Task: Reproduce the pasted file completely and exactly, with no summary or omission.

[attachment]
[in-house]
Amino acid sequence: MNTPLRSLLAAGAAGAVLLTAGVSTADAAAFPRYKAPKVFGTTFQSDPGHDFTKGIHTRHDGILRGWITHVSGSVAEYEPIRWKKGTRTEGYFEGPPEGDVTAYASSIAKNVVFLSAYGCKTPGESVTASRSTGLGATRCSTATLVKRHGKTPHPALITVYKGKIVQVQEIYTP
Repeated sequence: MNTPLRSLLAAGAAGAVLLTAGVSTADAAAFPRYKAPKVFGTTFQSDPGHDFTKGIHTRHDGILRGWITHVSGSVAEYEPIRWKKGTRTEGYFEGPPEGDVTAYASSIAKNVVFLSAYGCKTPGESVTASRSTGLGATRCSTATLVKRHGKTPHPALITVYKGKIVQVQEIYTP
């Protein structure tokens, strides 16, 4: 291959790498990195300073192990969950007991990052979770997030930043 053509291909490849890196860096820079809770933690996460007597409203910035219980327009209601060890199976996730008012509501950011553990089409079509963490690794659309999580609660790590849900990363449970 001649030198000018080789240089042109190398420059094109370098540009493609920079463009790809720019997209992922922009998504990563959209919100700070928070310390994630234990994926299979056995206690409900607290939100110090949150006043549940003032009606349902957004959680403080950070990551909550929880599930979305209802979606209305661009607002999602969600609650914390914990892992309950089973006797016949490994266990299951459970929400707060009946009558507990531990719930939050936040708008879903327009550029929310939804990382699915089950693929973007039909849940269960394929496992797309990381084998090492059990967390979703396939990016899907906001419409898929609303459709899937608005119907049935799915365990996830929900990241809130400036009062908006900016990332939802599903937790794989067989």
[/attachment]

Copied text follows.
[in-house]
Amino acid sequence: MNTPLRSLLAAGAAGAVLLTAGVSTADAAAFPRYKAPKVFGTTFQSDPGHDFTKGIHTRHDGILRGWITHVSGSVAEYEPIRWKKGTRTEGYFEGPPEGDVTAYASSIAKNVVFLSAYGCKTPGESVTASRSTGLGATRCSTATLVKRHGKTPHPALITVYKGKIVQVQEIYTP
Repeated sequence: MNTPLRSLLAAGAAGAVLLTAGVSTADAAAFPRYKAPKVFGTTFQSDPGHDFTKGIHTRHDGILRGWITHVSGSVAEYEPIRWKKGTRTEGYFEGPPEGDVTAYASSIAKNVVFLSAYGCKTPGESVTASRSTGLGATRCSTATLVKRHGKTPHPALITVYKGKIVQVQEIYTP
């Protein structure tokens, strides 16, 4: 291959790498990195300073192990969950007991990052979770997030930043 053509291909490849890196860096820079809770933690996460007597409203910035219980327009209601060890199976996730008012509501950011553990089409079509963490690794659309999580609660790590849900990363449970 001649030198000018080789240089042109190398420059094109370098540009493609920079463009790809720019997209992922922009998504990563959209919100700070928070310390994630234990994926299979056995206690409900607290939100110090949150006043549940003032009606349902957004959680403080950070990551909550929880599930979305209802979606209305661009607002999602969600609650914390914990892992309950089973006797016949490994266990299951459970929400707060009946009558507990531990719930939050936040708008879903327009550029929310939804990382699915089950693929973007039909849940269960394929496992797309990381084998090492059990967390979703396939990016899907906001419409898929609303459709899937608005119907049935799915365990996830929900990241809130400036009062908006900016990332939802599903937790794989067989």